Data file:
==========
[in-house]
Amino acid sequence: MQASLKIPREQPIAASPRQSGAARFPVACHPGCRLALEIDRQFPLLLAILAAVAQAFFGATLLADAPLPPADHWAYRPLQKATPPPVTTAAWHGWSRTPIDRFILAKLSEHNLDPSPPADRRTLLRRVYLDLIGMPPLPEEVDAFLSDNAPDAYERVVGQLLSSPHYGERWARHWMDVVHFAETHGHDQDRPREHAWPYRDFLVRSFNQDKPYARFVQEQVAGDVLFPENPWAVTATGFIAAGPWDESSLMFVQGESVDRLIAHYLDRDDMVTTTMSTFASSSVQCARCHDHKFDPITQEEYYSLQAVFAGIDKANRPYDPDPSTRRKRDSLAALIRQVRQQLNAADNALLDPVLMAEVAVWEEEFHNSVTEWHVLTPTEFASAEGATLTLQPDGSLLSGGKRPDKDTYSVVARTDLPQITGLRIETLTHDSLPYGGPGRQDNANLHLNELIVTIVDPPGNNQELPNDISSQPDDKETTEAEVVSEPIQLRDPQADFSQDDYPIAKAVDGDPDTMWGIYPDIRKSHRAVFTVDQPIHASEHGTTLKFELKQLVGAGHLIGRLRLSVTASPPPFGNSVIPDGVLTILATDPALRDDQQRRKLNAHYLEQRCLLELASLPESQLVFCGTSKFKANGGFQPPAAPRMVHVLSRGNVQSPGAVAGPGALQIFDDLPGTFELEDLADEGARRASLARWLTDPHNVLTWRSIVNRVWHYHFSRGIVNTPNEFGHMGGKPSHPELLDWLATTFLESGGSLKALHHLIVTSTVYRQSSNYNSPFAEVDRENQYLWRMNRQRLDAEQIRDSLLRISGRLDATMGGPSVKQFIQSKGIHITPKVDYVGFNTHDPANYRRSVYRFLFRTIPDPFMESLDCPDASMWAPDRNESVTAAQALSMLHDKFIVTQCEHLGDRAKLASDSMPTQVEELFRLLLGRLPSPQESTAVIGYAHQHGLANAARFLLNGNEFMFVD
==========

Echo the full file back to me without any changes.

[in-house]
Amino acid sequence: MQASLKIPREQPIAASPRQSGAARFPVACHPGCRLALEIDRQFPLLLAILAAVAQAFFGATLLADAPLPPADHWAYRPLQKATPPPVTTAAWHGWSRTPIDRFILAKLSEHNLDPSPPADRRTLLRRVYLDLIGMPPLPEEVDAFLSDNAPDAYERVVGQLLSSPHYGERWARHWMDVVHFAETHGHDQDRPREHAWPYRDFLVRSFNQDKPYARFVQEQVAGDVLFPENPWAVTATGFIAAGPWDESSLMFVQGESVDRLIAHYLDRDDMVTTTMSTFASSSVQCARCHDHKFDPITQEEYYSLQAVFAGIDKANRPYDPDPSTRRKRDSLAALIRQVRQQLNAADNALLDPVLMAEVAVWEEEFHNSVTEWHVLTPTEFASAEGATLTLQPDGSLLSGGKRPDKDTYSVVARTDLPQITGLRIETLTHDSLPYGGPGRQDNANLHLNELIVTIVDPPGNNQELPNDISSQPDDKETTEAEVVSEPIQLRDPQADFSQDDYPIAKAVDGDPDTMWGIYPDIRKSHRAVFTVDQPIHASEHGTTLKFELKQLVGAGHLIGRLRLSVTASPPPFGNSVIPDGVLTILATDPALRDDQQRRKLNAHYLEQRCLLELASLPESQLVFCGTSKFKANGGFQPPAAPRMVHVLSRGNVQSPGAVAGPGALQIFDDLPGTFELEDLADEGARRASLARWLTDPHNVLTWRSIVNRVWHYHFSRGIVNTPNEFGHMGGKPSHPELLDWLATTFLESGGSLKALHHLIVTSTVYRQSSNYNSPFAEVDRENQYLWRMNRQRLDAEQIRDSLLRISGRLDATMGGPSVKQFIQSKGIHITPKVDYVGFNTHDPANYRRSVYRFLFRTIPDPFMESLDCPDASMWAPDRNESVTAAQALSMLHDKFIVTQCEHLGDRAKLASDSMPTQVEELFRLLLGRLPSPQESTAVIGYAHQHGLANAARFLLNGNEFMFVD